As mentioned, pictures look nice and sharp. Macro detail is strong and some attractive depth of field can be achieved. Noise handling is also ok which coupled with the on board flash keeps things competitive. The J falls down when it comes to exposure. Occasionally it felt like exposure locked, making the scene either too dark or light. This works for atmospheric images such as the lamps up above, but isn't so great when you're shooting people. Not the best £200 shooter therefore, but still respectable in spite of its shortcoming.
Video is recorded at VGA resolution. Despite packing continuous focus and ok detail for the resolution, It doesn't look particularly good on the phone given the wide WVGA screen producing some very hefty letter boxing. Viewing video on the J, even at VGA resolution such as that recorded on it is a conflicted experience. On the one hand - great screen. On the other - stuttery frame rate.
Using the phone as an MP3 player is altogether less hampered. With 2GB of user available memory out of the box and a micro SD card slot as well as a centrally located 3.5mm headphone jack up at the top it's fit for purpose. The on board music player is top notch and apps like Spotify run relatively smoothly, benefiting from the large display. Audio quality is good through the 3.5mm headphone jack and loudspeaker, though it's worth bearing in mind that the J doesn't come with headphones out of the box.
Sony Xperia J - Connectivity and Storage
Sony pump the Xperia J with most of the connections you'll want from your mid-range smartphone. These include 3G, Wi-Fi, GPS and Bluetooth. With handy tools like an SMS and data counter, they make it easy for you to stay on top of your expenditure.
The stock browser isn't half bad and Google's Chrome browser found on the market is even better, so the Xperia J gives you two great ways to get online. The screen resolution really helps make text reading a pleasure, though the panning, pinching and general browsing isn't as fast as it should be thanks to the single core CPU.
As mentioned, the ample 2GB of user available storage on board puts the J in a good position given the fact it's expandable by an additional 32GB via micro SD card. The micro SD card slot resides under the back cover next to the full sized SIM card slot and the phone is powered by a side loaded micro USB port.
Sony Xperia J - Performance and Battery
It's all really been leading to this. Performance. If you haven't guessed already, we're considerably more underwhelmed here than we'd hoped. At £150, the 1GHz CPU would have made the Xperia J a true contender, but at £200 we have to compare it to other £200 devices - The Sony Xperia U, the HTC Desire X, the Samsung Galaxy Ace 2 - all dual-core, all able to handle the ICS on board. Unfortunately - and in contrast - the J shows signs of strain out of the box with UI stutter and video playback choppiness.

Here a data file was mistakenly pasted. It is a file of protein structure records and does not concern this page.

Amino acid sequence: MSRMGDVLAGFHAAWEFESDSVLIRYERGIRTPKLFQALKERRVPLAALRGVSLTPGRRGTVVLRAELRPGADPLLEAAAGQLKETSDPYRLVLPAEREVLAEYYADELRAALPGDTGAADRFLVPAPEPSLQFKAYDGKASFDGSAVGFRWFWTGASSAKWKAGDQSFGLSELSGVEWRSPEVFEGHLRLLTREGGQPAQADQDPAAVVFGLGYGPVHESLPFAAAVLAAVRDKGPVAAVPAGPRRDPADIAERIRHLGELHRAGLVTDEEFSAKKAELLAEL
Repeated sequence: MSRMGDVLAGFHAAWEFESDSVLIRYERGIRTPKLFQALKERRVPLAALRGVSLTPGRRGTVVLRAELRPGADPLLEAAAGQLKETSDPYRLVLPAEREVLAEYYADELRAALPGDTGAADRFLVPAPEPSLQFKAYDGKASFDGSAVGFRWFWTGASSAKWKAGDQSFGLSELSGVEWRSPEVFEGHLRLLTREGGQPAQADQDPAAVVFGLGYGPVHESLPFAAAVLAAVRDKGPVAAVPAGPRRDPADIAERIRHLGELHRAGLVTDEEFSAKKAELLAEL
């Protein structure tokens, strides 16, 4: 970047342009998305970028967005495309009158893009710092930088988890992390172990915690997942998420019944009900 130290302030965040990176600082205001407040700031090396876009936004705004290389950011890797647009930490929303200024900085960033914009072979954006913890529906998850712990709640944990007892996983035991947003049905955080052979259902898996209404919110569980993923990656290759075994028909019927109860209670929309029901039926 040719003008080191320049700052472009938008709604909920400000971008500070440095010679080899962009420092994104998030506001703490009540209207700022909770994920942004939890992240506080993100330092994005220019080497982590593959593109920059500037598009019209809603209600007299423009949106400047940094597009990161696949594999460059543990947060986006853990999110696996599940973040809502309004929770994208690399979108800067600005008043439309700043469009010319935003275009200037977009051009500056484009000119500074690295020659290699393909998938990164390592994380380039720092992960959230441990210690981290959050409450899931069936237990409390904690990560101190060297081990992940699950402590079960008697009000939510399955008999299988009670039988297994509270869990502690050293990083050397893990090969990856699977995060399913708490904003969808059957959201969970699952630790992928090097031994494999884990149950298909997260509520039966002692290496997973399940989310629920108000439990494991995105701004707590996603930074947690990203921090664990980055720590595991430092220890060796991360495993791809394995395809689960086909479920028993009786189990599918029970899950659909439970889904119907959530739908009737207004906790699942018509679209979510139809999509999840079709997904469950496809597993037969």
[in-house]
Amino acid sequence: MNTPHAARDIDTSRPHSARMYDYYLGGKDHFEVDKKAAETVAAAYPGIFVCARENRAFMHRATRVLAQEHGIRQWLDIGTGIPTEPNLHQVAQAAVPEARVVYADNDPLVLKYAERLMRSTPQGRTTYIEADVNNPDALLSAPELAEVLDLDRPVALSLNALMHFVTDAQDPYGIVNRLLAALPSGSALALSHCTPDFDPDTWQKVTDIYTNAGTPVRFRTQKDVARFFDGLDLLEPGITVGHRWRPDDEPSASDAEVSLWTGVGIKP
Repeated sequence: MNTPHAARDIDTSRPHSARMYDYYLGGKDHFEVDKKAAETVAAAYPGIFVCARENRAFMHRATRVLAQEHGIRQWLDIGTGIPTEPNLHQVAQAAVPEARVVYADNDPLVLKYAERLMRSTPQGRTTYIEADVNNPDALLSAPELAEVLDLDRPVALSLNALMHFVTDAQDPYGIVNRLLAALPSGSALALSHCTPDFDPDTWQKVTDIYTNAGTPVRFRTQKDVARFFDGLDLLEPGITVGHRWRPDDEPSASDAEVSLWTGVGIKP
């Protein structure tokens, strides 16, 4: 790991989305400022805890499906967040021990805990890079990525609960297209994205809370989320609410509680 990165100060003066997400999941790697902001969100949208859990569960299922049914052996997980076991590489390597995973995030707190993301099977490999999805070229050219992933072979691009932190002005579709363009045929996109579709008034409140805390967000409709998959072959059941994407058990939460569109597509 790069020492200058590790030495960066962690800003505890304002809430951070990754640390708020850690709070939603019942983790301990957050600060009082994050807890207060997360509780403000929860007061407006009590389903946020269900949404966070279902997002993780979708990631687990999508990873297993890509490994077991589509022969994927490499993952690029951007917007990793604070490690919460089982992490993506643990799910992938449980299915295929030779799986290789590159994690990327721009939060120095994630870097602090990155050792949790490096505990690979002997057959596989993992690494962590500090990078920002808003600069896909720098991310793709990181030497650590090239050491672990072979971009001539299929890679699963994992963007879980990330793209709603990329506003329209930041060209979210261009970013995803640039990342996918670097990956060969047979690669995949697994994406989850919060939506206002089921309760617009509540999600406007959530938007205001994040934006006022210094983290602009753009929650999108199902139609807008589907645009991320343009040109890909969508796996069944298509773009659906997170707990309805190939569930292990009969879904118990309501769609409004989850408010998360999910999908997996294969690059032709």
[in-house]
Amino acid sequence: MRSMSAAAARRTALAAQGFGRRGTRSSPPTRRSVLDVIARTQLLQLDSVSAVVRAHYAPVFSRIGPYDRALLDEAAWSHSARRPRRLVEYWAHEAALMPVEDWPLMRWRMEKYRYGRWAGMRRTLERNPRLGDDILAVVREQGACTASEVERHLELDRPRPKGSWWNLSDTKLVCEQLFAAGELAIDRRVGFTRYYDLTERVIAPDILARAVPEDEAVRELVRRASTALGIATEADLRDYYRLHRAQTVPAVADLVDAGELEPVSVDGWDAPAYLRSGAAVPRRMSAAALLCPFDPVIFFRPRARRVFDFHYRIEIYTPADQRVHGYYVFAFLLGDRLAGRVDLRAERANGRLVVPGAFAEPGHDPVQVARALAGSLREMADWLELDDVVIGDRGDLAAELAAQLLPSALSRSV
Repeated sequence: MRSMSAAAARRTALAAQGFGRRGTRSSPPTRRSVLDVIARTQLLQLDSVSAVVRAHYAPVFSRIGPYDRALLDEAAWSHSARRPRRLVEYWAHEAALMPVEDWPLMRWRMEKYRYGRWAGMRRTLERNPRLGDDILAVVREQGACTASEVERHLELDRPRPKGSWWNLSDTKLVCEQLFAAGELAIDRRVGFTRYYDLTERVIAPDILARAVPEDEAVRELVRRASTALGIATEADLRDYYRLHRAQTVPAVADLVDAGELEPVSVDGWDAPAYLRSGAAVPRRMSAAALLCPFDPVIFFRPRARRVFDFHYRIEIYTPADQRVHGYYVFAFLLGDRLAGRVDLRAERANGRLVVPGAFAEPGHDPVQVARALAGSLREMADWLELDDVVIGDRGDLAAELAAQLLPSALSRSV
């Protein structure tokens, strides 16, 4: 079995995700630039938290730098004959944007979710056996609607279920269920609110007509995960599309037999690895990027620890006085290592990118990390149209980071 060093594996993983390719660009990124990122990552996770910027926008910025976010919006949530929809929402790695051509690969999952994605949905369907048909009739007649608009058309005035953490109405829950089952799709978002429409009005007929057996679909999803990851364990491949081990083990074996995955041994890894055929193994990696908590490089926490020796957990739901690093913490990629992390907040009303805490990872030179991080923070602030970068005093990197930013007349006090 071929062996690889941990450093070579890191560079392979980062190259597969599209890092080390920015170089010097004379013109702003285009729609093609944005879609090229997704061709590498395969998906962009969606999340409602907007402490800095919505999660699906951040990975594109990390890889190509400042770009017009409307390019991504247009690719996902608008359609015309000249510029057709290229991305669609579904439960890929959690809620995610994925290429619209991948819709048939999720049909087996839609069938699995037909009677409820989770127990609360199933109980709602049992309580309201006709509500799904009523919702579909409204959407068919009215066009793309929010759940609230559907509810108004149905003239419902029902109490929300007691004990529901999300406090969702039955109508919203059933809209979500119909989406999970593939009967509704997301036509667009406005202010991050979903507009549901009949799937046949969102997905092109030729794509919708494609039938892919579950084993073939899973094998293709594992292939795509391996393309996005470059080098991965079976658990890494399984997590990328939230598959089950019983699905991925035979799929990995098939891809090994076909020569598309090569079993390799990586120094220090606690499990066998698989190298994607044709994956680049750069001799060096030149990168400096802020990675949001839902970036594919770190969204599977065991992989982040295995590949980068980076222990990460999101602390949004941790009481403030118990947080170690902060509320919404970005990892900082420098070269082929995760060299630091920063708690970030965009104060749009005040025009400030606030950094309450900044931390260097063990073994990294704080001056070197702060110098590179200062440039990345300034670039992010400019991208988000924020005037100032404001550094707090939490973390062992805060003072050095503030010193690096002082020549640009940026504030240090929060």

Well optimised games like Asphalt 7 playback well, but don't expect the same levels of optimisation from all apps, or all aspects of the interface.
A saving grace for the J however is its 1750 mAh battery. This is massive given the humble processor and reasonable screen size. Will it last a day? Try two. Call quality is average. There have been reports of poor left handed reception, but we weren't able to replicate this. Volume is decent though clarity could be better.
Sony Xperia J - Conclusion
We find it hard to recommend the Xperia J despite its design, screen quality, camera and battery life. It doesn't do Android justice coupling mid-range positioning with a 1GHz single core processor. Even the highlights - screen quality for example - are let down by the stuttery UI and general lacklustre performance. We're not confident it will cope with a 24 month contract. If all you want from your smartphone is a great looking device, a bit of casual browsing and an MP3 player, then the Xperia J could well suffice at the right price, however for anything more it might be worth considering the slightly less pretty, considerably more capable HTC Desire X.